As the ANC sinks deeper into crisis as a direct consequence of its leadership’s vindictive sacking of former South African President Thabo Mbeki, disillusioned members and supporters are weighing up whether to form a new party.
Yet, can a new breakaway from the ANC succeed when previous splits from it and the current opposition parties failed?
For starters, the success of a breakaway will depend on whether Jacob Zuma, who still faces 12 formidable corruption charges, could provide so far unseen political maturity and leadership, by abandoning his destructive obsession with becoming the country’s next president.
In spite of his cult status among some ANC members, others are resolutely opposed to having him as the new president. They are unhappy with his and his aides’ intolerant behaviour, while they, blinded with revenge, ousted Mbeki, who in any case had only a few months to go on his term for similar behaviour, setting in motion the possible breakup of the ANC.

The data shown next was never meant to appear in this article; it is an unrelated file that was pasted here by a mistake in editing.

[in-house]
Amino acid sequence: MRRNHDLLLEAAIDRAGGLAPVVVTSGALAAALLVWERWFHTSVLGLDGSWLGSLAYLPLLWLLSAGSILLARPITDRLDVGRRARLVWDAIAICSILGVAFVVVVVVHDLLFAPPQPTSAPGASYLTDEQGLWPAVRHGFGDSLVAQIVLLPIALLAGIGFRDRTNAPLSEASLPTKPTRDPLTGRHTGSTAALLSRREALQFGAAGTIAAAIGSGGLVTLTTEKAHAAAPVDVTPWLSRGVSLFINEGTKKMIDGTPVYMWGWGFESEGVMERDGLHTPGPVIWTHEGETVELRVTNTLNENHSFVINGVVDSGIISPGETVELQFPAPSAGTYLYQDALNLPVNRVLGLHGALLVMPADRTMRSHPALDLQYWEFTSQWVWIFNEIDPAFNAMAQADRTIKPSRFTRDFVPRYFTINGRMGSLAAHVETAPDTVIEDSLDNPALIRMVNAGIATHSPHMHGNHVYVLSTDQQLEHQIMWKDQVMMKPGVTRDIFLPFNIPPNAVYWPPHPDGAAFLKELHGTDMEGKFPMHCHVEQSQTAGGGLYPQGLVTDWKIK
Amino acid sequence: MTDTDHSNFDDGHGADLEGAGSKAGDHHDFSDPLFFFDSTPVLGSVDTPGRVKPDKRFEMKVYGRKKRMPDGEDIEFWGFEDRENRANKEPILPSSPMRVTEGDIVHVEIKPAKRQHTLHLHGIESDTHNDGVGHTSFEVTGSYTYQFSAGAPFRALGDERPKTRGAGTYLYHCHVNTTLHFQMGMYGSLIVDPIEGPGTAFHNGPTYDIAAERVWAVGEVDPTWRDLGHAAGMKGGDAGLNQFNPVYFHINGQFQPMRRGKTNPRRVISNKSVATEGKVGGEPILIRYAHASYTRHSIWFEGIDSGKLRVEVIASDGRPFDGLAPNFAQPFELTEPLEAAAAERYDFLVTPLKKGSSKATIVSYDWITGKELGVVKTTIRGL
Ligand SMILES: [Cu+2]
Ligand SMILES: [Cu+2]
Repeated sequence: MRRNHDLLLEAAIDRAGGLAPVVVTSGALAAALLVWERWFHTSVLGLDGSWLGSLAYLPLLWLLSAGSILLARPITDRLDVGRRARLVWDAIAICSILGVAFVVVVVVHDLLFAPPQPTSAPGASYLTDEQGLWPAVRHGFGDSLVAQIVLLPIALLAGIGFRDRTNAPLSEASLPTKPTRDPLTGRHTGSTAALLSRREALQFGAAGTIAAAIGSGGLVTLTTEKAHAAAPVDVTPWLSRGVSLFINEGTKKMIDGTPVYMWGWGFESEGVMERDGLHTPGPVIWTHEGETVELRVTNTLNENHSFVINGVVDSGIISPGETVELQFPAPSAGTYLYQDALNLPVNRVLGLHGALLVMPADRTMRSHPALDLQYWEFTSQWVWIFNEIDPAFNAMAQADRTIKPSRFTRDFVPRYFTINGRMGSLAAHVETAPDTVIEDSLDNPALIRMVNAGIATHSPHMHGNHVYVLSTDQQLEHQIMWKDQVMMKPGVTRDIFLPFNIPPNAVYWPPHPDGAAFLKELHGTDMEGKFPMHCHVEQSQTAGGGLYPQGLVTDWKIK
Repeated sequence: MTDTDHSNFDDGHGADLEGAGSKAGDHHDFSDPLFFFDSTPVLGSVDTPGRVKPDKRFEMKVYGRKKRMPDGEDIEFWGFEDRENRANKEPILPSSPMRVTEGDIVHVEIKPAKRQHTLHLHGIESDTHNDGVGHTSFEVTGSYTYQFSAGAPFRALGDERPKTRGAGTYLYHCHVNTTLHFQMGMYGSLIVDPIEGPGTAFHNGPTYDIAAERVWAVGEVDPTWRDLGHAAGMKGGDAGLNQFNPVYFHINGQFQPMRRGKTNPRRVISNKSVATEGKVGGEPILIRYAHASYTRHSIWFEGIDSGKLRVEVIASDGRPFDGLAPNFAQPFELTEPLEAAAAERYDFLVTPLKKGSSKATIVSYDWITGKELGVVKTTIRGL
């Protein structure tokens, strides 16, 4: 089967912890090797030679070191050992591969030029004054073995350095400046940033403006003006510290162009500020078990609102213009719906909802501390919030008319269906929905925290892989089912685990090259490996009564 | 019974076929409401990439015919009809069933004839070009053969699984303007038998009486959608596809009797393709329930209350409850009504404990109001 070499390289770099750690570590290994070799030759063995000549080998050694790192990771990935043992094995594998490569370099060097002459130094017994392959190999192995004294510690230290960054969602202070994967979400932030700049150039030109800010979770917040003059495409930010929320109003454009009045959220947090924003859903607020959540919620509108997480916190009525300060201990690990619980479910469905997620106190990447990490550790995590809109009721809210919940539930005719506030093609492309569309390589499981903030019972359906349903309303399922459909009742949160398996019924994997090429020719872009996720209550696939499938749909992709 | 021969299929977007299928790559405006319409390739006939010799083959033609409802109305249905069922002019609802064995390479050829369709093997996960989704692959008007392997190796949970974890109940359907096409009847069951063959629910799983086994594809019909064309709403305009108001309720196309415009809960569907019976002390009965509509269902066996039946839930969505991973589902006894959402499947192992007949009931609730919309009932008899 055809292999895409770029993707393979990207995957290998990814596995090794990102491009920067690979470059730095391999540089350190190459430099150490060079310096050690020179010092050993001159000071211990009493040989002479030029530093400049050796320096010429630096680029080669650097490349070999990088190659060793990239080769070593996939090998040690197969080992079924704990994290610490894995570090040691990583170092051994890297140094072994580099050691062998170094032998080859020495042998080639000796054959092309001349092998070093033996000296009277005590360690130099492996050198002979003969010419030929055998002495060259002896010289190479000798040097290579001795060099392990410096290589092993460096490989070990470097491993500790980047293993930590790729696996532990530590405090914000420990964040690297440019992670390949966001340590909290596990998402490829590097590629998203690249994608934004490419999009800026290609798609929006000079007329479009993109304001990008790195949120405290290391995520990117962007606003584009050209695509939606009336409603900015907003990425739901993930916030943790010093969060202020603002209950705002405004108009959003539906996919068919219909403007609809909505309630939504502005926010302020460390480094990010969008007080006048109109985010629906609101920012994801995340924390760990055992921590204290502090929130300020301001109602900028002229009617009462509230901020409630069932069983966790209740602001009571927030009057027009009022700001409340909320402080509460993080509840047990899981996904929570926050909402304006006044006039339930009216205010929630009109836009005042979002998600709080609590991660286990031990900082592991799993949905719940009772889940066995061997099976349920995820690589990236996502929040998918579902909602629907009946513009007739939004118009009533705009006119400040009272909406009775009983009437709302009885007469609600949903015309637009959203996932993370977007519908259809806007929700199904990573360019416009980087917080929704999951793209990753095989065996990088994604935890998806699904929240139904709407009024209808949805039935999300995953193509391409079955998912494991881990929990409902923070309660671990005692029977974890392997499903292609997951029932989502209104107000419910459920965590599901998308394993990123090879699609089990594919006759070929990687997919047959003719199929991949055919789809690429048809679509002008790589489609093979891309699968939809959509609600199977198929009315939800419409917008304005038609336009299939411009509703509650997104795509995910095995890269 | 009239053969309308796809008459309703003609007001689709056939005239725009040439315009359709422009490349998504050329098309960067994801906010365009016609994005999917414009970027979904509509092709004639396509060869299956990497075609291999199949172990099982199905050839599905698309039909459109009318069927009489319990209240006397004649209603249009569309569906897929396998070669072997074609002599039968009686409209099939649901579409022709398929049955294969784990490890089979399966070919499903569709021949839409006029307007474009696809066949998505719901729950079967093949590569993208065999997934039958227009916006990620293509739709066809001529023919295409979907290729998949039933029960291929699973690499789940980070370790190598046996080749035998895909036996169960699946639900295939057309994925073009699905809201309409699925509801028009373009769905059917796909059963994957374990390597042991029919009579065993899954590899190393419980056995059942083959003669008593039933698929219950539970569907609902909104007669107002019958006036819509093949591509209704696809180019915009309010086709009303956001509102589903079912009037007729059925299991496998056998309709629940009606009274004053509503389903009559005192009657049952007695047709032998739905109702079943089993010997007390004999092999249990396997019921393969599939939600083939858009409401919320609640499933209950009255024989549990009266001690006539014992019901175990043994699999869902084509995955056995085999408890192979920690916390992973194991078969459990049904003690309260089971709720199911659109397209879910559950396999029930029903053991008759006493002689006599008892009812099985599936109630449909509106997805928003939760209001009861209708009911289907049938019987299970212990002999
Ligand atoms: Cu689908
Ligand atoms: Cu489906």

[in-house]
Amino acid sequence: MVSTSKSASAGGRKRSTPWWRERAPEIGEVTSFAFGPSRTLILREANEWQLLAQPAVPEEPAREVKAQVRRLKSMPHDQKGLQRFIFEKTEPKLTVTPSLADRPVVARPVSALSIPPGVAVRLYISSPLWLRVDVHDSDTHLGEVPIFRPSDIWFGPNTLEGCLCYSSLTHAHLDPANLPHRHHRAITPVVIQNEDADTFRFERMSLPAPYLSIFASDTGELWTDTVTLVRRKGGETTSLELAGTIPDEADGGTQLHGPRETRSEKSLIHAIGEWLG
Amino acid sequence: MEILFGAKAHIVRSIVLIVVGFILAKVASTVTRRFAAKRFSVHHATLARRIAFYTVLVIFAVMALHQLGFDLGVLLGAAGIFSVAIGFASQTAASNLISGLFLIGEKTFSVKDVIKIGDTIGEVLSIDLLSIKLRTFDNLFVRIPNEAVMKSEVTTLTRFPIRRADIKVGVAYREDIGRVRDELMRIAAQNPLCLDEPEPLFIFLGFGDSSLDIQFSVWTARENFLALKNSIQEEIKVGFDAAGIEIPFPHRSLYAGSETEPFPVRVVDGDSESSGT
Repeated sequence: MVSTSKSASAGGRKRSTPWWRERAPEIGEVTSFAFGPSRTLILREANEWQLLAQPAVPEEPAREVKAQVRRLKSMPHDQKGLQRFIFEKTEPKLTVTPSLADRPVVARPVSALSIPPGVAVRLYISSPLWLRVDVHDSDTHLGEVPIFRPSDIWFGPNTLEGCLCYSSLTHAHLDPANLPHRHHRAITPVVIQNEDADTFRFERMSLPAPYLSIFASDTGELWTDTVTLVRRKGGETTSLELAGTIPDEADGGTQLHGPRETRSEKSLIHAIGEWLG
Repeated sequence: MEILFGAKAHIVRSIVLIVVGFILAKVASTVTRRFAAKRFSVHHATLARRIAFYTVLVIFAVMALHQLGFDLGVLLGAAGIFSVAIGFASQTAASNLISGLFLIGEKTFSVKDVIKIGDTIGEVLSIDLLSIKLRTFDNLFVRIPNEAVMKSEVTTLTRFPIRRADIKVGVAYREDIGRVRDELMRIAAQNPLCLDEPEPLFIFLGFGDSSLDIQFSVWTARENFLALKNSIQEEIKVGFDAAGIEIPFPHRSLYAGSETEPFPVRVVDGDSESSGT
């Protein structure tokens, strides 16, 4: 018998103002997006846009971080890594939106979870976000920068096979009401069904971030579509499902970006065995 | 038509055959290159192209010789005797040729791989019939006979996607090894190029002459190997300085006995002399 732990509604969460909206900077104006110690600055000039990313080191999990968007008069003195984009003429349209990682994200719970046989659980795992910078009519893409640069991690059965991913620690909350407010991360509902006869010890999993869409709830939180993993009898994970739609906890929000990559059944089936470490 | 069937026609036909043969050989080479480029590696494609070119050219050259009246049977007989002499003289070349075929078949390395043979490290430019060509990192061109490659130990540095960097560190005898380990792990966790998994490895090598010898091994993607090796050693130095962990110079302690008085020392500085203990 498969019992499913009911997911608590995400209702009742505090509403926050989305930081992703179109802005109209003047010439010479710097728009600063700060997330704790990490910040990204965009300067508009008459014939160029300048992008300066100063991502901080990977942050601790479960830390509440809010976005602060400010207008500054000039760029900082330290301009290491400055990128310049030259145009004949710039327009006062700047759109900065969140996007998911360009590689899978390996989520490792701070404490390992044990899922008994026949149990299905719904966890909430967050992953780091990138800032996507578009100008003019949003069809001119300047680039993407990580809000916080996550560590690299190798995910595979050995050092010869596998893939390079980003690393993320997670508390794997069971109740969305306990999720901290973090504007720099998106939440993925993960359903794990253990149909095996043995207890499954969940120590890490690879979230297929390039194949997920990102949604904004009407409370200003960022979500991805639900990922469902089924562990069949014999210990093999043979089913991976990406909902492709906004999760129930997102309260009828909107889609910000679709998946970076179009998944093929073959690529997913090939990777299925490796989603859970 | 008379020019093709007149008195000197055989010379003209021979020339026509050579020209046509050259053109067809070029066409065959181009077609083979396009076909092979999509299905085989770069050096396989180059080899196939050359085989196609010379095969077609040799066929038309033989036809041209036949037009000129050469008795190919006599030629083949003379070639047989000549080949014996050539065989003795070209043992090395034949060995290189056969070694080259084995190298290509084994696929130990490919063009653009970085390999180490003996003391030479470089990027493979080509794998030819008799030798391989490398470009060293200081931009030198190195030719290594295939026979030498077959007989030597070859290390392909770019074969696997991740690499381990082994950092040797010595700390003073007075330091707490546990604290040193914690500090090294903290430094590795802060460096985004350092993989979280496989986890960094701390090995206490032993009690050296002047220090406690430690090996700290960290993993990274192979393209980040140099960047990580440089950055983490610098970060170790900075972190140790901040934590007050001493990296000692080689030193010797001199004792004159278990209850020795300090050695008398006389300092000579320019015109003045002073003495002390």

That’s William Gumede writing in The Guardian.
I’m no expert on South Africa, but the monolithic ANC strikes me as an unstable political equilibrium. Disenchanted party factions face a huge incentive to break off and seize the median voter. But if the party is destined to unravel, why doesn’t it do so immediately? Is this a coordination problem? Or a set of imposed constraints?
I am all but certain there are a dozen theories of political coalitions that would illuminate the situation. Any suggestions from readers?